“Singing is something that I love to do and I haven’t had the opportunity to perform since high school,” Albin said.  “I wanted to show CCM the musical side of me. I’ve been singing ever since I could talk. After I sang, I had people coming up to me, telling me I did a good job. I definitely plan to perform in the next open mic.”

Besides Albin, there were several other musical performances. Alexa Metro, a broadcasting major performed a duet song with Emmanuel Fotinis, a music and liberal arts major singing “All I Ask of You”  from the musical Phantom of the Opera.

“Alexa and I put something together at the last second,” Fotinis said. “I hoped the audience liked it. I sang all the time in high school. I was in the choir program at Roxbury High School, and I finally learned to sing a lot better with my voice teacher here at CCM. If I’m available for future Open Mics, I’ll definitely give it a shot.”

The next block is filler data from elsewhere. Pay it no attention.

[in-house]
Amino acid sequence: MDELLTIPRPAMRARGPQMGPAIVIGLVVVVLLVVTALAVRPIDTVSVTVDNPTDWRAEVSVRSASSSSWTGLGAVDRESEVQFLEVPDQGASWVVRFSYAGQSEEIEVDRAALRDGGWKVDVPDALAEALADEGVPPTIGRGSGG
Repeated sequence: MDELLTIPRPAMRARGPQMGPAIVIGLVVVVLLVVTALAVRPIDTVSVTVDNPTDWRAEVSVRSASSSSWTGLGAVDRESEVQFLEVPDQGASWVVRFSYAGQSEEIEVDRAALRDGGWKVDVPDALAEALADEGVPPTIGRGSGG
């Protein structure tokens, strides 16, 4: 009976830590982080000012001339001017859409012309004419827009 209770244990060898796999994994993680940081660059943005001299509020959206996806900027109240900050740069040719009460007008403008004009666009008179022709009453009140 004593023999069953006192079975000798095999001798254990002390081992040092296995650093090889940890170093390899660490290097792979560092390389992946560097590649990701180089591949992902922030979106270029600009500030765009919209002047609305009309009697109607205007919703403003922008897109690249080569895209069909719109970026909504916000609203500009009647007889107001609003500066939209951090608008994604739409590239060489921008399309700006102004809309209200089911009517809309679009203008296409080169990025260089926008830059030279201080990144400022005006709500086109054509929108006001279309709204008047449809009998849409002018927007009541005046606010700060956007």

Following Fotinis and Metro’s duet performance, Andreas Mathikolonis, a game development major, performed a comedy skit. His act received a lot of laughs, beginning with his first joke, that he had never been in a relationship but always seemed like he was going through the worst breakup. He satirized his film class, saying the class was an excuse for his professor to make his class watch his rejected resume.

The last performance of the event was Tay Mathews, reciting a poem that she wrote herself, titled “What Depression Means.”

As the crowd dispersed, Fraser said she was pleased with the number of students who attended the event.